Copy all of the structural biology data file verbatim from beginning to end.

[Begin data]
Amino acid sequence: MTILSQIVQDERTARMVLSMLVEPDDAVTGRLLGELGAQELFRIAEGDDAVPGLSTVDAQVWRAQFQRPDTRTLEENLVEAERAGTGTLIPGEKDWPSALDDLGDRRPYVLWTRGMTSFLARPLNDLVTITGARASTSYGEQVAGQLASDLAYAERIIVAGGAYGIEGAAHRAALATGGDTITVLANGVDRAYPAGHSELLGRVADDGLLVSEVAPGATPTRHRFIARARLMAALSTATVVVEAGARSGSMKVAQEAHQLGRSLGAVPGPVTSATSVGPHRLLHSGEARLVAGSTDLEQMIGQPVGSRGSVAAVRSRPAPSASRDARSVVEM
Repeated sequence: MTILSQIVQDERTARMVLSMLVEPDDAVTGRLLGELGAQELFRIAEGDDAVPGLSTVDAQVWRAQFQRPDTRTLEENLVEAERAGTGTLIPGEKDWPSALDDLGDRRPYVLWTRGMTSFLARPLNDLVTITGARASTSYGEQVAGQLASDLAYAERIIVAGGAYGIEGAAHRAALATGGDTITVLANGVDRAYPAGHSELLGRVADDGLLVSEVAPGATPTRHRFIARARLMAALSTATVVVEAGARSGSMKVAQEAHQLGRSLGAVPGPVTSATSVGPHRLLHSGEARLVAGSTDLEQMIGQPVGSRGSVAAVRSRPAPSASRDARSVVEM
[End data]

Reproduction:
Amino acid sequence: MTILSQIVQDERTARMVLSMLVEPDDAVTGRLLGELGAQELFRIAEGDDAVPGLSTVDAQVWRAQFQRPDTRTLEENLVEAERAGTGTLIPGEKDWPSALDDLGDRRPYVLWTRGMTSFLARPLNDLVTITGARASTSYGEQVAGQLASDLAYAERIIVAGGAYGIEGAAHRAALATGGDTITVLANGVDRAYPAGHSELLGRVADDGLLVSEVAPGATPTRHRFIARARLMAALSTATVVVEAGARSGSMKVAQEAHQLGRSLGAVPGPVTSATSVGPHRLLHSGEARLVAGSTDLEQMIGQPVGSRGSVAAVRSRPAPSASRDARSVVEM
Repeated sequence: MTILSQIVQDERTARMVLSMLVEPDDAVTGRLLGELGAQELFRIAEGDDAVPGLSTVDAQVWRAQFQRPDTRTLEENLVEAERAGTGTLIPGEKDWPSALDDLGDRRPYVLWTRGMTSFLARPLNDLVTITGARASTSYGEQVAGQLASDLAYAERIIVAGGAYGIEGAAHRAALATGGDTITVLANGVDRAYPAGHSELLGRVADDGLLVSEVAPGATPTRHRFIARARLMAALSTATVVVEAGARSGSMKVAQEAHQLGRSLGAVPGPVTSATSVGPHRLLHSGEARLVAGSTDLEQMIGQPVGSRGSVAAVRSRPAPSASRDARSVVEM